Ahead of their marriage later this month, Princess Mako’s boyfriend, Kei Komuro, met with her parents Monday during a visit to their imperial residence within the Akasaka Estate, as the couple reunited for the first time in more than three years.
Komuro, 30, is believed to have explained to Crown Prince Akishino and Crown Princess Kiko his response to an unresolved financial dispute involving his mother that led to his marriage to the princess being postponed for nearly three years.
The princess’s university sweetheart came back to Japan last month from the United States, where he has been working at a law firm since graduating from law school. He is believed to have told Princess Mako’s parents about his life in New York, where the two are planning to settle after their marriage on Oct. 26.
Earlier in the morning, Komuro left his mother’s house near Tokyo in a suit and a necktie and bowed to the media waiting outside. A ponytail he had sported after his return from the United States, creating a media frenzy, had been cut off.
Around 60 media personnel waited for Komuro’s arrival at the entrance of the Akasaka Estate, while at least one helicopter belonging to a news organization was seen flying above to record the situation.
Some passersby also stopped to catch a glimpse of Komuro, taking pictures using their smartphones.
Chief Cabinet Secretary Hirokazu Matsuno expressed the government’s congratulations on the couple’s upcoming marriage, saying at a news conference, “We extend our sincere wishes for many more years of happiness and greater prosperity to the imperial family.”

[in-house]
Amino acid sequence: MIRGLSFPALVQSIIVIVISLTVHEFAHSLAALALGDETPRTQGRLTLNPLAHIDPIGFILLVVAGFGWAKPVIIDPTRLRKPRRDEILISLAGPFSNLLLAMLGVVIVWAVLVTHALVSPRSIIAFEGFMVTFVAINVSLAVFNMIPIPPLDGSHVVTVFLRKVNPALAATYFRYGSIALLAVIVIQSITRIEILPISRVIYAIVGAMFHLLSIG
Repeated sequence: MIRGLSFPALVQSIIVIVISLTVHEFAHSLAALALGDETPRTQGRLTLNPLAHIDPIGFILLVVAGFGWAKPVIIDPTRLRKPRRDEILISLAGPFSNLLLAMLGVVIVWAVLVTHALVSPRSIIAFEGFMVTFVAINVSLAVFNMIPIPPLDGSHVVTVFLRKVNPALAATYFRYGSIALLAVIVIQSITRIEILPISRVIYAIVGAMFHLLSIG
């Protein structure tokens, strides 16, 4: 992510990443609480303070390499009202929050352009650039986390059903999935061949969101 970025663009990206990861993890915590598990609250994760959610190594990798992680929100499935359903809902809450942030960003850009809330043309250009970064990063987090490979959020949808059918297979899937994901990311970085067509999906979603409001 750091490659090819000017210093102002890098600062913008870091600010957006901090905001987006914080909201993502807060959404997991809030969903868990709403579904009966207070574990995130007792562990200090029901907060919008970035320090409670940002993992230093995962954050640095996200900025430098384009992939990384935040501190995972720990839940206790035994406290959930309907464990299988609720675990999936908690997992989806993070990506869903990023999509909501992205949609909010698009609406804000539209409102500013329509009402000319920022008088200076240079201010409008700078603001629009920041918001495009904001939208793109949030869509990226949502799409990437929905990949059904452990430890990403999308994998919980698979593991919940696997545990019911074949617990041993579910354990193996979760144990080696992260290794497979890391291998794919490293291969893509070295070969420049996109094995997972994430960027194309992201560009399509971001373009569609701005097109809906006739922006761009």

The trouble between his mother and her former fiance over ¥4 million ($35,000), including money spent on Komuro’s education, has stirred public controversy and dampened the celebratory mood around the couple’s impending marriage in Japan.
Komuro returned to Japan in late September for the first time since leaving for New York in August 2018 to study at Fordham University’s law school. He graduated with a Juris Doctor degree in May this year.
An Imperial Household Agency official will submit legal papers to register the couple’s marriage on Oct. 26 on behalf of Princess Mako, 29, a niece of Emperor Naruhito, and Komuro. The two are scheduled to hold a joint news conference later that day at a Tokyo hotel.
The princess, who will lose her royal status after marrying her commoner boyfriend, will move out of the Akasaka Estate on the same day, after the marriage is registered.
Amid public unease over the marriage due to the money dispute on the Komuro family side, the traditional ceremonies associated with royal family members’ weddings such as Choken no Gi, an official meeting with the emperor and the empress prior to marriage, will not be held.
While female imperial family members traditionally receive a lump-sum payment of up to around ¥150 million in taxpayers’ money upon their departure from the household, the agency said it has accepted Princess Mako’s request not to receive such a payment.
The unprecedented decisions come as the crown prince maintains the view that the marriage is not supported by many Japanese and therefore the traditional ceremonies cannot be held.
In lieu of the rites, the princess will meet with Emperor Naruhito and his wife, Empress Masako, at the Imperial Palace next Friday, as well as with her grandparents — former Emperor Akihito and former Empress Michiko — on Oct. 25, according to the agency.
On Oct. 26, the couple plan to face the press for the first time in about four years since the Komuro family money issue came to light.
Komuro and the princess were unofficially engaged in September 2017, with their wedding initially scheduled for Nov. 4, 2018, but the agency announced in February the same year the postponement of ritual ceremonies following reports detailing the financial trouble between Komuro’s mother and the former fiance.
The agency revealed earlier this month that the princess has been diagnosed with complex post-traumatic stress disorder caused by what she described as psychological abuse the couple and their families had received.
Complex PTSD develops in response to prolonged and repeated experience of trauma, including verbal abuse and cyberbullying, according to Tsuyoshi Akiyama, a psychiatrist who diagnosed the princess. The couple has often been subjected to derogatory comments on social media.
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